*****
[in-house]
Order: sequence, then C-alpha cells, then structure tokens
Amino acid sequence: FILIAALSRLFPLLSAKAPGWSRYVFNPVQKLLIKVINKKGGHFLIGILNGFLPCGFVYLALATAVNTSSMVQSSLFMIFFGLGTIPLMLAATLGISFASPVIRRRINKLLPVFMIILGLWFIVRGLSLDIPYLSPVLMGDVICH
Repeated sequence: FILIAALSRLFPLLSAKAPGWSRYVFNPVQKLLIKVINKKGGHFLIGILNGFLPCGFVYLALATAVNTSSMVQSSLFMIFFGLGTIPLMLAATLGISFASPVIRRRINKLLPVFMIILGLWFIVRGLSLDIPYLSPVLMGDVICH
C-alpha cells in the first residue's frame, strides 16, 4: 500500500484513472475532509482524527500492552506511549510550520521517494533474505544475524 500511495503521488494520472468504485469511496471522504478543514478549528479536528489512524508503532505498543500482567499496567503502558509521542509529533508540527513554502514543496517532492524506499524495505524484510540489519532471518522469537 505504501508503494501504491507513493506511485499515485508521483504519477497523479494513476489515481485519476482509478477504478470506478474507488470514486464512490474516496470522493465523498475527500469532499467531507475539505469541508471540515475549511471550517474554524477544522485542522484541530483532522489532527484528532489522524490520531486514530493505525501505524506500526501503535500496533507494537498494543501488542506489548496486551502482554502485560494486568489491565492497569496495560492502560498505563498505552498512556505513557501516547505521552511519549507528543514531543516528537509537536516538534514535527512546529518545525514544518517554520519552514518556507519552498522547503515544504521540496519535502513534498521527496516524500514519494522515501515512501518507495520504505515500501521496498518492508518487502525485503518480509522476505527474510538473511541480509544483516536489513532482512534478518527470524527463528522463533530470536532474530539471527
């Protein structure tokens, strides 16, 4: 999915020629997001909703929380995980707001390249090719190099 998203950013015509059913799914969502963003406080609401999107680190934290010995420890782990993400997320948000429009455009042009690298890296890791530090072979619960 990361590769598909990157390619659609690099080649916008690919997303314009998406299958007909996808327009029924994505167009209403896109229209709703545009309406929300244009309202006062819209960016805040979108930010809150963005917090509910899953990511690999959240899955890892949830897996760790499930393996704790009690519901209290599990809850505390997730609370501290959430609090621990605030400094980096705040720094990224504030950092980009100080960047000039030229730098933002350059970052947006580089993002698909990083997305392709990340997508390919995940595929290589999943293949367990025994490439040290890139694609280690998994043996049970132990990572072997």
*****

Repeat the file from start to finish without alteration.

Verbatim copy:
[in-house]
Order: sequence, then C-alpha cells, then structure tokens
Amino acid sequence: FILIAALSRLFPLLSAKAPGWSRYVFNPVQKLLIKVINKKGGHFLIGILNGFLPCGFVYLALATAVNTSSMVQSSLFMIFFGLGTIPLMLAATLGISFASPVIRRRINKLLPVFMIILGLWFIVRGLSLDIPYLSPVLMGDVICH
Repeated sequence: FILIAALSRLFPLLSAKAPGWSRYVFNPVQKLLIKVINKKGGHFLIGILNGFLPCGFVYLALATAVNTSSMVQSSLFMIFFGLGTIPLMLAATLGISFASPVIRRRINKLLPVFMIILGLWFIVRGLSLDIPYLSPVLMGDVICH
C-alpha cells in the first residue's frame, strides 16, 4: 500500500484513472475532509482524527500492552506511549510550520521517494533474505544475524 500511495503521488494520472468504485469511496471522504478543514478549528479536528489512524508503532505498543500482567499496567503502558509521542509529533508540527513554502514543496517532492524506499524495505524484510540489519532471518522469537 505504501508503494501504491507513493506511485499515485508521483504519477497523479494513476489515481485519476482509478477504478470506478474507488470514486464512490474516496470522493465523498475527500469532499467531507475539505469541508471540515475549511471550517474554524477544522485542522484541530483532522489532527484528532489522524490520531486514530493505525501505524506500526501503535500496533507494537498494543501488542506489548496486551502482554502485560494486568489491565492497569496495560492502560498505563498505552498512556505513557501516547505521552511519549507528543514531543516528537509537536516538534514535527512546529518545525514544518517554520519552514518556507519552498522547503515544504521540496519535502513534498521527496516524500514519494522515501515512501518507495520504505515500501521496498518492508518487502525485503518480509522476505527474510538473511541480509544483516536489513532482512534478518527470524527463528522463533530470536532474530539471527
């Protein structure tokens, strides 16, 4: 999915020629997001909703929380995980707001390249090719190099 998203950013015509059913799914969502963003406080609401999107680190934290010995420890782990993400997320948000429009455009042009690298890296890791530090072979619960 990361590769598909990157390619659609690099080649916008690919997303314009998406299958007909996808327009029924994505167009209403896109229209709703545009309406929300244009309202006062819209960016805040979108930010809150963005917090509910899953990511690999959240899955890892949830897996760790499930393996704790009690519901209290599990809850505390997730609370501290959430609090621990605030400094980096705040720094990224504030950092980009100080960047000039030229730098933002350059970052947006580089993002698909990083997305392709990340997508390919995940595929290589999943293949367990025994490439040290890139694609280690998994043996049970132990990572072997």